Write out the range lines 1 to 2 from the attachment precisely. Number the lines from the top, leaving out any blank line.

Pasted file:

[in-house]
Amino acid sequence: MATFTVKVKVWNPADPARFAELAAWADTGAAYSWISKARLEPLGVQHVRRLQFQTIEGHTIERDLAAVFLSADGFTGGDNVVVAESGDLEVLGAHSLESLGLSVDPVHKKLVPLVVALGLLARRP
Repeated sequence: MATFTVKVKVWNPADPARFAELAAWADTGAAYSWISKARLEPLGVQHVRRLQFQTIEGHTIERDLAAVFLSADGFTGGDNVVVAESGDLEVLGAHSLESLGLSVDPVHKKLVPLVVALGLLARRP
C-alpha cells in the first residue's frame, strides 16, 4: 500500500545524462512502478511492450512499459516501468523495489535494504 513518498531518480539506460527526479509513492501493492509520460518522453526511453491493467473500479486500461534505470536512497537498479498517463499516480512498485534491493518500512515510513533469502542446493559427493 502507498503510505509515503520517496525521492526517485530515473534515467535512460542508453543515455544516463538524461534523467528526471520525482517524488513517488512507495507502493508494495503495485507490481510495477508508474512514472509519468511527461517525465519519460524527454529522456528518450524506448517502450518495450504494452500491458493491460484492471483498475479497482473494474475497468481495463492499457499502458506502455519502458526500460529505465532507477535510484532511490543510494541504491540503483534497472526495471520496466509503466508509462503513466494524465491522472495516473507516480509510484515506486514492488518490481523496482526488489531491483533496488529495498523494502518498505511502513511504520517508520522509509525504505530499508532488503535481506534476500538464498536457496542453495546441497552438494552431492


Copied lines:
[in-house]
Amino acid sequence: MATFTVKVKVWNPADPARFAELAAWADTGAAYSWISKARLEPLGVQHVRRLQFQTIEGHTIERDLAAVFLSADGFTGGDNVVVAESGDLEVLGAHSLESLGLSVDPVHKKLVPLVVALGLLARRP